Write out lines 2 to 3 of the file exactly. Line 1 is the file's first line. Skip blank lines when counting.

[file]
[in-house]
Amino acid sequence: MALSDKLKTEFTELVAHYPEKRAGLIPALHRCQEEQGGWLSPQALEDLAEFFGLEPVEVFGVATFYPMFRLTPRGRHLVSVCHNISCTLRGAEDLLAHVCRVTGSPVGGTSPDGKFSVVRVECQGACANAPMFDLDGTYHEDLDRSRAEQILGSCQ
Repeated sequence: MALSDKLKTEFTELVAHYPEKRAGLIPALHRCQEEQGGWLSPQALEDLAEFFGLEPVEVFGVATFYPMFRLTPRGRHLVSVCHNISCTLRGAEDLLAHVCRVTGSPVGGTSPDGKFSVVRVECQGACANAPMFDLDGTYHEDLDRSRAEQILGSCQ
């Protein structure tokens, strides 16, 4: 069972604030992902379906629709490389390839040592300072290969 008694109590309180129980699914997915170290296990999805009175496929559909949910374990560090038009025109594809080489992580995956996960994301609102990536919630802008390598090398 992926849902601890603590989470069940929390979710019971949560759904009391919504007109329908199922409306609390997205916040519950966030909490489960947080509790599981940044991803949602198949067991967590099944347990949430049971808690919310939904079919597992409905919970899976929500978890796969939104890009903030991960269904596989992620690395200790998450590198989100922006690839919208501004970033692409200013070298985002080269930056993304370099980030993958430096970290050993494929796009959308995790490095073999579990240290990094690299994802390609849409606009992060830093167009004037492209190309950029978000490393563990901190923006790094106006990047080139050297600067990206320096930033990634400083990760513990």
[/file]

Amino acid sequence: MALSDKLKTEFTELVAHYPEKRAGLIPALHRCQEEQGGWLSPQALEDLAEFFGLEPVEVFGVATFYPMFRLTPRGRHLVSVCHNISCTLRGAEDLLAHVCRVTGSPVGGTSPDGKFSVVRVECQGACANAPMFDLDGTYHEDLDRSRAEQILGSCQ
Repeated sequence: MALSDKLKTEFTELVAHYPEKRAGLIPALHRCQEEQGGWLSPQALEDLAEFFGLEPVEVFGVATFYPMFRLTPRGRHLVSVCHNISCTLRGAEDLLAHVCRVTGSPVGGTSPDGKFSVVRVECQGACANAPMFDLDGTYHEDLDRSRAEQILGSCQ